[swift-evolution] Proposal: Re-instate mandatory self for accessing instance properties and functions

Honza Dvorsky czechboy0 at gmail.com
Tue Dec 15 16:46:19 CST 2015

Hi all,

I've been following the thread from the beginning and some great arguments
have been layed out. As far as I understand, this proposal would lead to
fewer correctness bugs (referring to a different variable due to implicit
self, has happened to me twice in the last couple of months, was very hard
to track down).

The disadvantages of this are only verbosity. But, from the design
principles of Swift (as I understand them), correctness is preferred over
making the language concise, especially when those two are in conflict,
just like here.

I support the proposal, because it would lead to fewer bugs at only the
cost of extra few characters. Again, I've been bitten by implicit self a
couple times before and those bugs are hard to track down. And the
readability of the code in code reviews, to me, is another huge advantage,
possibly leading to more correctness bugs caught early.

I understand and appreciate the disadvantages, but again, I believe we
should prefer correctness over conciseness, as explicitly stated by the
Swift design principles.
On Tue, Dec 15, 2015 at 11:28 PM Slava Pestov via swift-evolution <
swift-evolution at swift.org> wrote:

> Hi all,
> I don't see anyone lay out how this proposal can interact with nested
> types and such. There's a fair amount of complexity in Swift with what you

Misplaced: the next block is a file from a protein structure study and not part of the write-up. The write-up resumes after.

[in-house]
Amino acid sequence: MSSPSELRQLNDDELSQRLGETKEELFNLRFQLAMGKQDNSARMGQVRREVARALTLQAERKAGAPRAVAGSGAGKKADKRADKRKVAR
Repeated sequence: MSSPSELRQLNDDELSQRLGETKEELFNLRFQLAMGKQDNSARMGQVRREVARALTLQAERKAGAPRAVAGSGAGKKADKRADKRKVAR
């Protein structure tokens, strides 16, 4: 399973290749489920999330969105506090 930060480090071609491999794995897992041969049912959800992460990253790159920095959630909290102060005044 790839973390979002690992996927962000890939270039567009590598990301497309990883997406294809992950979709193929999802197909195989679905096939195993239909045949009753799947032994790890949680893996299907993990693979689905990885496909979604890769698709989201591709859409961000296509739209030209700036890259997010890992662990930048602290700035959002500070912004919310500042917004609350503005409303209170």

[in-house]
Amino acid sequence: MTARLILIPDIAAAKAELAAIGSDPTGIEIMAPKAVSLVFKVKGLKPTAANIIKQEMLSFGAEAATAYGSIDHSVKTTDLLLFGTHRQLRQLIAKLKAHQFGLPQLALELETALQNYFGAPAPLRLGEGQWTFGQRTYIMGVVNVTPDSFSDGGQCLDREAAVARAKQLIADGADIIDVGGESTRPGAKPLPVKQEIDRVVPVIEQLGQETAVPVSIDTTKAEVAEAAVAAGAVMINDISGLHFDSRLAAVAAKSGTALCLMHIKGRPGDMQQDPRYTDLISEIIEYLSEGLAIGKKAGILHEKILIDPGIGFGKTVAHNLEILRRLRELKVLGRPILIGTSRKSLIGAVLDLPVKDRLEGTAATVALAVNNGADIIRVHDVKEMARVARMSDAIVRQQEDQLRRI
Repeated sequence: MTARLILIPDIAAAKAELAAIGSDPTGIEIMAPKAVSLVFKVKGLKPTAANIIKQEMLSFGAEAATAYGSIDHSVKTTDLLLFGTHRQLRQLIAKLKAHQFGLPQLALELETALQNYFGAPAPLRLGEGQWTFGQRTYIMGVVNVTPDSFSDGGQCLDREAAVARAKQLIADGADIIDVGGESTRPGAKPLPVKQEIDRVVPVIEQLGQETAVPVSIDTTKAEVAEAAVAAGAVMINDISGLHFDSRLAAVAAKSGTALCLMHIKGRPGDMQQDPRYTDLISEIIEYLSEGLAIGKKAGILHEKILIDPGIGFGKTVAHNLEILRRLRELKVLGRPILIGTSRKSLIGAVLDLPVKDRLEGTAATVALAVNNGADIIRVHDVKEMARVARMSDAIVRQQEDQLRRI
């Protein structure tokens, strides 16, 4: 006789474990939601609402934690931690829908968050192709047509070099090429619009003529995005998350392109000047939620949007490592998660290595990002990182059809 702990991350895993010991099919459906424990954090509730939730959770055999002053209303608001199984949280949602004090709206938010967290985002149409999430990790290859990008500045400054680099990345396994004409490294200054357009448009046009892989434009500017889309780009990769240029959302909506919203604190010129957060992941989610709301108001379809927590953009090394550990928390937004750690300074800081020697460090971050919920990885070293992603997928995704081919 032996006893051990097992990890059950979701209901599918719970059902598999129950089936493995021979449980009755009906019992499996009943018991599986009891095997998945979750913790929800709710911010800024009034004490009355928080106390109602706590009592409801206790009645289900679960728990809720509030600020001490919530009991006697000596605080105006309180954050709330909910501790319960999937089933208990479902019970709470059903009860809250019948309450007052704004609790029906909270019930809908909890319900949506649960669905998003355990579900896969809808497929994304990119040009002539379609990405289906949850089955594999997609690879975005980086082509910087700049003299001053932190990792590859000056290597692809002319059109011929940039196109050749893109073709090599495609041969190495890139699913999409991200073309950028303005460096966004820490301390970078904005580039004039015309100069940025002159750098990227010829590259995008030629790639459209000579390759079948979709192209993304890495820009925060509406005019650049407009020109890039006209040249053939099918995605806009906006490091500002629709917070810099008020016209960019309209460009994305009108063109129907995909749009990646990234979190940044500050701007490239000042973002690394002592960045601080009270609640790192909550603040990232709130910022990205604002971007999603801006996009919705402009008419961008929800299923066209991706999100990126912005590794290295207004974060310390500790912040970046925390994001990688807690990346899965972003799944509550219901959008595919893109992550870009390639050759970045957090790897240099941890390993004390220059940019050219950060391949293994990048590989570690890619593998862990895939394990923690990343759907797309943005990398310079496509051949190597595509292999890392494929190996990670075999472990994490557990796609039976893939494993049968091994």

> can do by nesting things inside of each other, so the simple conceptual
> model of "locals are unqualified, instance variables have a self. prefix"
> doesn't seem to generalize.
> Will I need to qualify associated types with the protocol or type name to
> refer to them? What about generic type parameters, they're sort of like
> "instance variables" too.
> What about class methods that want to call each other? Do they need the
> explicit 'self', or an explicit class name prefix? The latter changes
> semantics if the class method is overridden in a subclass.
> If we ever add the ability for an inner type to capture stored properties
> from the outer type, how do you reference properties of the outer type? I
> guess the problem has to be solved anyway to refer to an outer "self"
> explicitly, but qualifying everything with OuterType.self.foo kind of
> defeats the purpose of inner types altogether.
> I'm not sure I buy the readability arguments in favor of this approach. It
> seems the languages where explicit 'self' was adopted did it mostly by
> accident, or because of implementation concerns. In Python for instance,
> there's no way for assignment to modify a binding in an outer scope, so
> 'foo = bar' always sets a local named 'foo', IIRC. So explicit self is
> needed there. Greg Parker explains earlier in this thread by explicit self
> was chosen for Objective-C, and it wasn't readability.
> Slava
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